Early development was examined, under various salinities, for two sympatric nereidid polychaetes, Hediste japonica and H. diadroma, which participated in a simultaneous reproductive swarming in an estuary of the Omuta-gawa River in Ariake Sea, Japan. The eggs of both species were isotonic to the medium of 27.5–30 psu salinity. The egg diameter in the isotonic salinity was 180–205 μm in H. japonica, and 130–160 μm in H. diadroma. Successful development of most embryos was observed in a salinity range of 22.5–30 psu in both species, while successful fertilization occurred in wider ranges of salinity, i.e., 10–34 psu in H. japonica and 10 to 30 psu in H. diadroma. In both species, free-swimming larval life started from the indistinct hatching of trochophores out of a jelly layer capsule. The lecithotrophic development appeared to run to the 4-setiger nectochaetes in H. japonica, while to 3-setiger nectochaetes in H. diadroma, resulting in a shorter pelagic larval life in H. japonica. In a comparison of larval morphology among Hediste species, we found a definite negative correlation between the prostomium width, which represents the larval size and depends on egg size, and relative length of chaetae to the prostomium width: the relative length of chaetae was the longest in H. diadroma (with the smallest egg size and long pelagic life), intermediate in H. japonica (intermediate egg size, short pelagic life), and the shortest in H. atoka (largest egg size, no true pelagic life). We also examined the possibility of hybridization between H. japonica and H. diadroma through cross-insemination experiments. The gametes of the two species were reciprocally compatible, and viable hybrid offspring were produced by the laboratory crosses. The hybrid larvae expressed intermediate phenotypes, but with a greater maternal influence in characteristics such as the relative length of chaetae and the lecithotrophic larval duration.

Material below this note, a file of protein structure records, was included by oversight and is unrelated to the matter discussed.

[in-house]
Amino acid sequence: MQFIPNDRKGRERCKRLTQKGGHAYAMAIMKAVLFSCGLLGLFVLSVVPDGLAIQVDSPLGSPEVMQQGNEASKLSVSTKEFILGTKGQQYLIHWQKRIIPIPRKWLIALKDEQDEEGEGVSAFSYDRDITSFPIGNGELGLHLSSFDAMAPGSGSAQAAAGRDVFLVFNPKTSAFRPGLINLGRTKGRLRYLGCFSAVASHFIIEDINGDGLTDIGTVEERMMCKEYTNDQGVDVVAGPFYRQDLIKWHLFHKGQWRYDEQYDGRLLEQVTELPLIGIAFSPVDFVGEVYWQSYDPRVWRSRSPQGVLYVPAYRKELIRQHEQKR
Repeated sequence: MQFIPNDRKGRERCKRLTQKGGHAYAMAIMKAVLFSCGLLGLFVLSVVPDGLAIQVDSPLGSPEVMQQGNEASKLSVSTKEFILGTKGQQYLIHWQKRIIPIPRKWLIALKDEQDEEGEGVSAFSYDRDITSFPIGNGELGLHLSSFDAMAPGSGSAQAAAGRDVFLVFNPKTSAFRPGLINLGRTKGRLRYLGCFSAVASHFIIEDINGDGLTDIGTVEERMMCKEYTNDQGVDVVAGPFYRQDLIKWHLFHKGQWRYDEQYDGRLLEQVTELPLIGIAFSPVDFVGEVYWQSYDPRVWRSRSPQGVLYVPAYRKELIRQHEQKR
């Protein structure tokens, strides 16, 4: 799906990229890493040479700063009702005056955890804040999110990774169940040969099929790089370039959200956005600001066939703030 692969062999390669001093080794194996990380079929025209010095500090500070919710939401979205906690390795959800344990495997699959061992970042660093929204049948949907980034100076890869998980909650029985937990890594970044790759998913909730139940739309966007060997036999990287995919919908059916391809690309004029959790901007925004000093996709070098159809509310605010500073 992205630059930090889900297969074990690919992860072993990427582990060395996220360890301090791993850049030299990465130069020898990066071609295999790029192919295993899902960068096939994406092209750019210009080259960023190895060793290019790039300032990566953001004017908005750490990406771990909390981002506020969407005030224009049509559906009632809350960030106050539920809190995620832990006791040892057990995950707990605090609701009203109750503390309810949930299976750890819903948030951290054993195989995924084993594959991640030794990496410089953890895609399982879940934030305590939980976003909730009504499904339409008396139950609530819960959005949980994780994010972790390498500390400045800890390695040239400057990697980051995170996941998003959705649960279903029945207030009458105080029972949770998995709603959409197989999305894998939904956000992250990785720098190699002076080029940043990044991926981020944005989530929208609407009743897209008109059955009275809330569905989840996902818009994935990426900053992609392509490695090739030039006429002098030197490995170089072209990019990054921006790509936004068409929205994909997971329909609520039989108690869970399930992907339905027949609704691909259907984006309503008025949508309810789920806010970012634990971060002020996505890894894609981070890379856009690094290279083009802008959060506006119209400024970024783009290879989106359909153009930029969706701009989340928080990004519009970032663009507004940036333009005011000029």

Lipid Droplet Prezygotic Isolation Pelagic Life Anal Cirrus Polar Body Formation
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We would like to thank Hidetoshi Nakashima of the Omuta Zoo for assistance in collecting animals, and Simon P. Varnam (Shizuoka, Japan) for English advice. This research was supported by a grant from the Research Institute of Marine Invertebrates (RIMI), Tokyo, Japan.
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